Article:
Ignore the picture – it really has nothing to do with anything.  I just thought it was nice. 

One of the more interesting and endearing parts of my life has been my relationship with the LWML. The women of the Lutheran Women’s Missionary League are dedicated to the task of supporting missions, and helping women to recognize not only the gifts they received because Jesus suffered on the cross and died for them, and rose again for their salvation, but also to recognize their corresponding gifts in the work that they do in their vocations in life.  The reason this is on my mind this morning is that it’s the beginning of LWML convention time. Anyone who’s had anything to do with a convention knows how busy these times are. In all the preparation and all the “busyness” of the days and weeks ahead, one little phrase keeps popping out in my correspondence with different LWML’ers  – “Pray for me”.  There is a concomitant to that as well. How often I’ve heard the phrase, “I’ll be praying for you”.
The other day when I was at the hospital visiting someone the individual said to me “you’re always on call aren’t you?” I haven’t really thought about it for quite a while but that’s true. Pastors are, or should be “on-call” 24 hours a day.  But guess what the non-Pastor portion of our congregations should be “on-call” 24 hours a day too.  Luther has an interesting portion of a sermon in which he tells his congregation in Wittenberg just that. Preaching on Matthew 28, the passage that most of us think about is being the “excommunication passage”, he tells the congregation that they are people who are called daily to speak on Christ’s behalf.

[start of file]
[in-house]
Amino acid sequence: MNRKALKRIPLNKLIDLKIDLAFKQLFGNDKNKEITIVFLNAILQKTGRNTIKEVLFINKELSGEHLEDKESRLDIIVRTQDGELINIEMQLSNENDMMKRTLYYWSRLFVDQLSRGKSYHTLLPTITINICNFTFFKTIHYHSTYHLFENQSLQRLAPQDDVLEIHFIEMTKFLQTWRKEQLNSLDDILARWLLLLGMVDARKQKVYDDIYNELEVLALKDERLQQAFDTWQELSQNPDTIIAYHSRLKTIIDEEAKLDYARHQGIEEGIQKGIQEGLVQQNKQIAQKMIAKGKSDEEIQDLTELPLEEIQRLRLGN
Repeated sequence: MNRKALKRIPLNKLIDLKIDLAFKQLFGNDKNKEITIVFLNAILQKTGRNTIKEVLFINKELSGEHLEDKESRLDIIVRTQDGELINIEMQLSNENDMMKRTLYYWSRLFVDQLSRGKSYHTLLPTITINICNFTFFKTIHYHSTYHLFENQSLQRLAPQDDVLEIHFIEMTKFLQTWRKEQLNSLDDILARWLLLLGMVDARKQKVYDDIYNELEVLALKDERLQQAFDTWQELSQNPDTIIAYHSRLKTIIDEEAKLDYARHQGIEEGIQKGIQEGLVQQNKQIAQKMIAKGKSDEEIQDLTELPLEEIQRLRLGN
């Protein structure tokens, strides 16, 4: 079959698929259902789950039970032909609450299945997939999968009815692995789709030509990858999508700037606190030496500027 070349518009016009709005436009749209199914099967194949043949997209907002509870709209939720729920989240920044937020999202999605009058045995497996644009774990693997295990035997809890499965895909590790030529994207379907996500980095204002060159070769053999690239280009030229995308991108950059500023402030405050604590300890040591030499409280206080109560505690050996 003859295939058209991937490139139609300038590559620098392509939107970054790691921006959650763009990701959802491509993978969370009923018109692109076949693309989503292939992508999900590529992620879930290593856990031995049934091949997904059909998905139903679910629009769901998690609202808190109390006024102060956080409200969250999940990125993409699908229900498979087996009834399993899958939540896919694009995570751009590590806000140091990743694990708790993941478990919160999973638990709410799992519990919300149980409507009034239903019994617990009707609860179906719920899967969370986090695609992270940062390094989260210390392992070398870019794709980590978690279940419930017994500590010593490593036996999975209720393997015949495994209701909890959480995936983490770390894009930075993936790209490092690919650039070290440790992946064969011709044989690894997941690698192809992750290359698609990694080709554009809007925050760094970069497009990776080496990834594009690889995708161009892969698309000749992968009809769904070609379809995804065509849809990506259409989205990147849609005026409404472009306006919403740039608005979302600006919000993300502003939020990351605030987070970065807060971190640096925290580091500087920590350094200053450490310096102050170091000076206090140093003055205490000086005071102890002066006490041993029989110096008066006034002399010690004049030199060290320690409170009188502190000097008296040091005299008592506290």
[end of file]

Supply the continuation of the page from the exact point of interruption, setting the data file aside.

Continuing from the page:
“Here Jesus is saying that he does not only want the condemnation of sin and the proclamation of the forgiveness of sins to take place in the church, but he also gives this right and freedom where two or three are gathered together, so that among them the comfort and the forgiveness of sins may be proclaimed and pronounced. He pours out his forgiveness even more richly and places the forgiveness of sins for them in every corner, so that they not only find the forgiveness of sins in the congregation but also at home in their houses, in the fields and gardens, wherever one of them comes to another in search of comfort and deliverance.  It shall be at my disposal when I am troubled and sorry, in tribulation and vulnerable, when I need something, and whatever hour and time it may be. There is not always a sermon being given publicly in the church, so when my brother or neighbor comes to me, I am to lay my troubles before my neighbor and ask for comfort. Again I should comfort others and say, “dear friend, dear brother, why don’t you lay aside your burdens. It is certainly not God’s will that you experience the suffering. God had his son die for you so that you do not sorrow but rejoice”